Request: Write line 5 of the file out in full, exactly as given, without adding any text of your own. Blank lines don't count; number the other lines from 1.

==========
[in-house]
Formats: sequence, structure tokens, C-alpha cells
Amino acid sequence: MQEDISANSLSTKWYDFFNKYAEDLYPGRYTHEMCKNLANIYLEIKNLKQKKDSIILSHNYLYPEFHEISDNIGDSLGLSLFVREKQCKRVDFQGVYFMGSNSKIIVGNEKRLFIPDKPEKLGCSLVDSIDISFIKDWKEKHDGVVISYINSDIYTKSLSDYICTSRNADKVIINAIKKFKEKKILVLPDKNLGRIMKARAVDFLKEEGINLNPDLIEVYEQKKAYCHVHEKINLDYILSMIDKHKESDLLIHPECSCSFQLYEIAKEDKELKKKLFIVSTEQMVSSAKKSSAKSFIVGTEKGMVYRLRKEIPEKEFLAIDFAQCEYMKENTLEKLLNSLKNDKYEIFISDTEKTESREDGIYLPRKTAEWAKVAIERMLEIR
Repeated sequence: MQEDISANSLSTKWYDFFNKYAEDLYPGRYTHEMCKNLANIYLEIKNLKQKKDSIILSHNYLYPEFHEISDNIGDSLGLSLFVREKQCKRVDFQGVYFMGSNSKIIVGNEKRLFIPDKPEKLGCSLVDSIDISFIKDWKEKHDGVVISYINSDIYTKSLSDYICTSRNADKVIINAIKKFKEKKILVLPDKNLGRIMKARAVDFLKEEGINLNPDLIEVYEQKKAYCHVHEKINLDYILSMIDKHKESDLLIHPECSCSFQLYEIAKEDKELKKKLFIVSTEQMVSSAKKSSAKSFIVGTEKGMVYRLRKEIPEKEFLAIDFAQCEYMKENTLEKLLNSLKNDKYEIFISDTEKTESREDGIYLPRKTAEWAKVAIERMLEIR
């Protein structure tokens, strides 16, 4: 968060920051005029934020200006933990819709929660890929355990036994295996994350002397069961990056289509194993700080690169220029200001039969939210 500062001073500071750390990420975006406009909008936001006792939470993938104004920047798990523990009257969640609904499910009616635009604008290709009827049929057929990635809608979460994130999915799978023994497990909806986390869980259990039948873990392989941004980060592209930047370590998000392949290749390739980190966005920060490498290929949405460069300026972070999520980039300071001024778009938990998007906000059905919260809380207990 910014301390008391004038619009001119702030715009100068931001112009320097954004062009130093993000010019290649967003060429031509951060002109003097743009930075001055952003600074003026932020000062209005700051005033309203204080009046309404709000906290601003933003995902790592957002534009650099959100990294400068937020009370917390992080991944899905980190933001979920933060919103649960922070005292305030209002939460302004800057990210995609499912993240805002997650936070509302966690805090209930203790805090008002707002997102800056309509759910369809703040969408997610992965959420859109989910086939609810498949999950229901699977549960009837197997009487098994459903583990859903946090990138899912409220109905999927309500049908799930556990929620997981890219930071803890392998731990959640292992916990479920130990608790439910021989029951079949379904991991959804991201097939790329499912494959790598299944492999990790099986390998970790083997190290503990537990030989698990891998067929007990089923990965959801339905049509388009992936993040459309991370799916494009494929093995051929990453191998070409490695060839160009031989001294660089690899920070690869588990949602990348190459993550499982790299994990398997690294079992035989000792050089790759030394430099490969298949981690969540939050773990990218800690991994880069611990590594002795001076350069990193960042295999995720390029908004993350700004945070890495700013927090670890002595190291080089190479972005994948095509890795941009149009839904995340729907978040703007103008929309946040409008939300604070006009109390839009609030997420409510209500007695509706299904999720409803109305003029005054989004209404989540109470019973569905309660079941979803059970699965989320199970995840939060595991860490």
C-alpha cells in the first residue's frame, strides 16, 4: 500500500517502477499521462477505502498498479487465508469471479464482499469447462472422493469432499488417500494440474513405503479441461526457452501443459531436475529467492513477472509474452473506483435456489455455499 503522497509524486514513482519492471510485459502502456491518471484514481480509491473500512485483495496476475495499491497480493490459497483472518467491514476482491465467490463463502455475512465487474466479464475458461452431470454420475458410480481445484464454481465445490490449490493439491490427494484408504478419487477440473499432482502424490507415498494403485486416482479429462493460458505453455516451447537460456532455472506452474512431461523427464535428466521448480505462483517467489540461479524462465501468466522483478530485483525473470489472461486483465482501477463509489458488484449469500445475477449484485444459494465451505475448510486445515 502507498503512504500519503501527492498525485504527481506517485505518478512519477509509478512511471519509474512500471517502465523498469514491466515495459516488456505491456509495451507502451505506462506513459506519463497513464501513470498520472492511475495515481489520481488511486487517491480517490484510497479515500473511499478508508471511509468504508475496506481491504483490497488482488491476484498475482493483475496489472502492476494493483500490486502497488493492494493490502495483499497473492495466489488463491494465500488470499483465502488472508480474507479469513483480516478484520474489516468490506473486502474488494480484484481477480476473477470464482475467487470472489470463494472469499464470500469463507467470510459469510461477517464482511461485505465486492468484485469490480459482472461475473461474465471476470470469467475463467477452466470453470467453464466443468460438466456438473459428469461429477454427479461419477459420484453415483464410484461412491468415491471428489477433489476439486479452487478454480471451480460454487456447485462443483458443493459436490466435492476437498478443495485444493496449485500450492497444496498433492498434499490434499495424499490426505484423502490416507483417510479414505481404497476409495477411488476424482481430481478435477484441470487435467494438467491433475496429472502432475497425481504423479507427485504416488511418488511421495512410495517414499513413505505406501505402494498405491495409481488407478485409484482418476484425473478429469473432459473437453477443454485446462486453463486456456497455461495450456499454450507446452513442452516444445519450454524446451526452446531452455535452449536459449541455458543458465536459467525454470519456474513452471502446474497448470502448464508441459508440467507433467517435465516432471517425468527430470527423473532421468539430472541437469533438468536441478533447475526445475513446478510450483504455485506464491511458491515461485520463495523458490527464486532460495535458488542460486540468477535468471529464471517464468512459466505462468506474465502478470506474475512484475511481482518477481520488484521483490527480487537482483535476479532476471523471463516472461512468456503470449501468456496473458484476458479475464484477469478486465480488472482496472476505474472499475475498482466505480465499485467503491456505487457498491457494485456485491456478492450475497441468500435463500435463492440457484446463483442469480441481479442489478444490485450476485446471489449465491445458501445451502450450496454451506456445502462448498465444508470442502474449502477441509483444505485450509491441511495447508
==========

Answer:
């Protein structure tokens, strides 16, 4: 968060920051005029934020200006933990819709929660890929355990036994295996994350002397069961990056289509194993700080690169220029200001039969939210 500062001073500071750390990420975006406009909008936001006792939470993938104004920047798990523990009257969640609904499910009616635009604008290709009827049929057929990635809608979460994130999915799978023994497990909806986390869980259990039948873990392989941004980060592209930047370590998000392949290749390739980190966005920060490498290929949405460069300026972070999520980039300071001024778009938990998007906000059905919260809380207990 910014301390008391004038619009001119702030715009100068931001112009320097954004062009130093993000010019290649967003060429031509951060002109003097743009930075001055952003600074003026932020000062209005700051005033309203204080009046309404709000906290601003933003995902790592957002534009650099959100990294400068937020009370917390992080991944899905980190933001979920933060919103649960922070005292305030209002939460302004800057990210995609499912993240805002997650936070509302966690805090209930203790805090008002707002997102800056309509759910369809703040969408997610992965959420859109989910086939609810498949999950229901699977549960009837197997009487098994459903583990859903946090990138899912409220109905999927309500049908799930556990929620997981890219930071803890392998731990959640292992916990479920130990608790439910021989029951079949379904991991959804991201097939790329499912494959790598299944492999990790099986390998970790083997190290503990537990030989698990891998067929007990089923990965959801339905049509388009992936993040459309991370799916494009494929093995051929990453191998070409490695060839160009031989001294660089690899920070690869588990949602990348190459993550499982790299994990398997690294079992035989000792050089790759030394430099490969298949981690969540939050773990990218800690991994880069611990590594002795001076350069990193960042295999995720390029908004993350700004945070890495700013927090670890002595190291080089190479972005994948095509890795941009149009839904995340729907978040703007103008929309946040409008939300604070006009109390839009609030997420409510209500007695509706299904999720409803109305003029005054989004209404989540109470019973569905309660079941979803059970699965989320199970995840939060595991860490």